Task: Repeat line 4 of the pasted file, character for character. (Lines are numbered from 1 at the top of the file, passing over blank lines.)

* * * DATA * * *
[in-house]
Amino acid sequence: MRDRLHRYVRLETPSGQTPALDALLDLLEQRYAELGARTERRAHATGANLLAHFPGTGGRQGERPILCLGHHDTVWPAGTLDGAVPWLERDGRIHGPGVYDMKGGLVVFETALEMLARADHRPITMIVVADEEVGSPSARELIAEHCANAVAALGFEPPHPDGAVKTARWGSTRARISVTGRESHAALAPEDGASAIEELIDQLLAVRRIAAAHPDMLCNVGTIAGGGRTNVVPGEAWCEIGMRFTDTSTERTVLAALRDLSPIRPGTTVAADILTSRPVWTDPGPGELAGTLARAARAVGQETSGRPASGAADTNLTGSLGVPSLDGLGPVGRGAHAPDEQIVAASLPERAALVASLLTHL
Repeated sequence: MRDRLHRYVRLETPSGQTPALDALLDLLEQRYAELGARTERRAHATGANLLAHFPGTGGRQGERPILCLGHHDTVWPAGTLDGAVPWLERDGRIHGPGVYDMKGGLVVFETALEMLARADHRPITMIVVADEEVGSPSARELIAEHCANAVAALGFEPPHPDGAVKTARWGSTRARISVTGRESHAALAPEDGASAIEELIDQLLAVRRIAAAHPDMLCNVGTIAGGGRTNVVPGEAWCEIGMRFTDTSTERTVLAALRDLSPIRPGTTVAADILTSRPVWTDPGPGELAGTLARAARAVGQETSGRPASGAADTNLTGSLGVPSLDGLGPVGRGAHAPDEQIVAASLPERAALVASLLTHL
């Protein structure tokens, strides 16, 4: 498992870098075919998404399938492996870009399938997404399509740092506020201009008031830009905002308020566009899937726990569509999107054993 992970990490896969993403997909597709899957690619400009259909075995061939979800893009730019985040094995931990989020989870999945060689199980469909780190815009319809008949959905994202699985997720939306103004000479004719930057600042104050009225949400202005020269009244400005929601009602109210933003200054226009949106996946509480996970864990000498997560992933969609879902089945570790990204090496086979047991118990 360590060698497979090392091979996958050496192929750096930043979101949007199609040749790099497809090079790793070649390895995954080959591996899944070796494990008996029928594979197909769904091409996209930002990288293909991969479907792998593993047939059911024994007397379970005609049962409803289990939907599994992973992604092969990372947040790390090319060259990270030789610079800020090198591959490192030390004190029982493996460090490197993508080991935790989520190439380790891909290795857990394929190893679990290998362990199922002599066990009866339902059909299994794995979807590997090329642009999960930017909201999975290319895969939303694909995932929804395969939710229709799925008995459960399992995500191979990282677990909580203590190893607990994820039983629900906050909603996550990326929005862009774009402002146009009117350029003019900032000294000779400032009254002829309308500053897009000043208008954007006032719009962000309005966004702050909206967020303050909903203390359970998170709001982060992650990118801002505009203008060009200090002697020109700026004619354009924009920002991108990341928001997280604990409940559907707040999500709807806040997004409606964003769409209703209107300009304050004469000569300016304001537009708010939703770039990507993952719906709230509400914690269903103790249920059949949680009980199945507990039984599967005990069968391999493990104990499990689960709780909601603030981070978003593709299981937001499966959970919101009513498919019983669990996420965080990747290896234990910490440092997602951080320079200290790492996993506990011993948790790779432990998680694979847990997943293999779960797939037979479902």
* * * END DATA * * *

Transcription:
């Protein structure tokens, strides 16, 4: 498992870098075919998404399938492996870009399938997404399509740092506020201009008031830009905002308020566009899937726990569509999107054993 992970990490896969993403997909597709899957690619400009259909075995061939979800893009730019985040094995931990989020989870999945060689199980469909780190815009319809008949959905994202699985997720939306103004000479004719930057600042104050009225949400202005020269009244400005929601009602109210933003200054226009949106996946509480996970864990000498997560992933969609879902089945570790990204090496086979047991118990 360590060698497979090392091979996958050496192929750096930043979101949007199609040749790099497809090079790793070649390895995954080959591996899944070796494990008996029928594979197909769904091409996209930002990288293909991969479907792998593993047939059911024994007397379970005609049962409803289990939907599994992973992604092969990372947040790390090319060259990270030789610079800020090198591959490192030390004190029982493996460090490197993508080991935790989520190439380790891909290795857990394929190893679990290998362990199922002599066990009866339902059909299994794995979807590997090329642009999960930017909201999975290319895969939303694909995932929804395969939710229709799925008995459960399992995500191979990282677990909580203590190893607990994820039983629900906050909603996550990326929005862009774009402002146009009117350029003019900032000294000779400032009254002829309308500053897009000043208008954007006032719009962000309005966004702050909206967020303050909903203390359970998170709001982060992650990118801002505009203008060009200090002697020109700026004619354009924009920002991108990341928001997280604990409940559907707040999500709807806040997004409606964003769409209703209107300009304050004469000569300016304001537009708010939703770039990507993952719906709230509400914690269903103790249920059949949680009980199945507990039984599967005990069968391999493990104990499990689960709780909601603030981070978003593709299981937001499966959970919101009513498919019983669990996420965080990747290896234990910490440092997602951080320079200290790492996993506990011993948790790779432990998680694979847990997943293999779960797939037979479902």